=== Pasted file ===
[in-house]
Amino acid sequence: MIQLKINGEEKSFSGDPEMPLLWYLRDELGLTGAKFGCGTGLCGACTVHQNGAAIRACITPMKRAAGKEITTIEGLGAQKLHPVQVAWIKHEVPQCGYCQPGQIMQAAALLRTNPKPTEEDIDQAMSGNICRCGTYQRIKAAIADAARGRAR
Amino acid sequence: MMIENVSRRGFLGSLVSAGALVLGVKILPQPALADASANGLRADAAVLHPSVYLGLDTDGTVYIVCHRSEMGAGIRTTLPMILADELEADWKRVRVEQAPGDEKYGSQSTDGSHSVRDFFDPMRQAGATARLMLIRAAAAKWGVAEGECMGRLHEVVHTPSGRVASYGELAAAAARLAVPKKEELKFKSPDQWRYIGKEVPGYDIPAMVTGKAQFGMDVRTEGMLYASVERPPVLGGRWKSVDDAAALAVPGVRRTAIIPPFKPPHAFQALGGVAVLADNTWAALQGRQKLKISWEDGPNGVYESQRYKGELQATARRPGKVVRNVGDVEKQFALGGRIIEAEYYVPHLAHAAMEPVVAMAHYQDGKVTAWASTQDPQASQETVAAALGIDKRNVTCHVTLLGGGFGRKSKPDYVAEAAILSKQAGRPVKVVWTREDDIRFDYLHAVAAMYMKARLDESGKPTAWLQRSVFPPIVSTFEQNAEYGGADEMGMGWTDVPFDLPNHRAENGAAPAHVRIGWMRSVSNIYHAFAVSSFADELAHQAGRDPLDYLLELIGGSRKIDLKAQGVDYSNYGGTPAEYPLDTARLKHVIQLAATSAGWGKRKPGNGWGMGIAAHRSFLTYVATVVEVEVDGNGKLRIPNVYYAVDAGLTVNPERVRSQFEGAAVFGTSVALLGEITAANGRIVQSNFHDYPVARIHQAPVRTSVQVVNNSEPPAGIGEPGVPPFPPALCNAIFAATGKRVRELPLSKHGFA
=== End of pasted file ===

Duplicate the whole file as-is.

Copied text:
[in-house]
Amino acid sequence: MIQLKINGEEKSFSGDPEMPLLWYLRDELGLTGAKFGCGTGLCGACTVHQNGAAIRACITPMKRAAGKEITTIEGLGAQKLHPVQVAWIKHEVPQCGYCQPGQIMQAAALLRTNPKPTEEDIDQAMSGNICRCGTYQRIKAAIADAARGRAR
Amino acid sequence: MMIENVSRRGFLGSLVSAGALVLGVKILPQPALADASANGLRADAAVLHPSVYLGLDTDGTVYIVCHRSEMGAGIRTTLPMILADELEADWKRVRVEQAPGDEKYGSQSTDGSHSVRDFFDPMRQAGATARLMLIRAAAAKWGVAEGECMGRLHEVVHTPSGRVASYGELAAAAARLAVPKKEELKFKSPDQWRYIGKEVPGYDIPAMVTGKAQFGMDVRTEGMLYASVERPPVLGGRWKSVDDAAALAVPGVRRTAIIPPFKPPHAFQALGGVAVLADNTWAALQGRQKLKISWEDGPNGVYESQRYKGELQATARRPGKVVRNVGDVEKQFALGGRIIEAEYYVPHLAHAAMEPVVAMAHYQDGKVTAWASTQDPQASQETVAAALGIDKRNVTCHVTLLGGGFGRKSKPDYVAEAAILSKQAGRPVKVVWTREDDIRFDYLHAVAAMYMKARLDESGKPTAWLQRSVFPPIVSTFEQNAEYGGADEMGMGWTDVPFDLPNHRAENGAAPAHVRIGWMRSVSNIYHAFAVSSFADELAHQAGRDPLDYLLELIGGSRKIDLKAQGVDYSNYGGTPAEYPLDTARLKHVIQLAATSAGWGKRKPGNGWGMGIAAHRSFLTYVATVVEVEVDGNGKLRIPNVYYAVDAGLTVNPERVRSQFEGAAVFGTSVALLGEITAANGRIVQSNFHDYPVARIHQAPVRTSVQVVNNSEPPAGIGEPGVPPFPPALCNAIFAATGKRVRELPLSKHGFA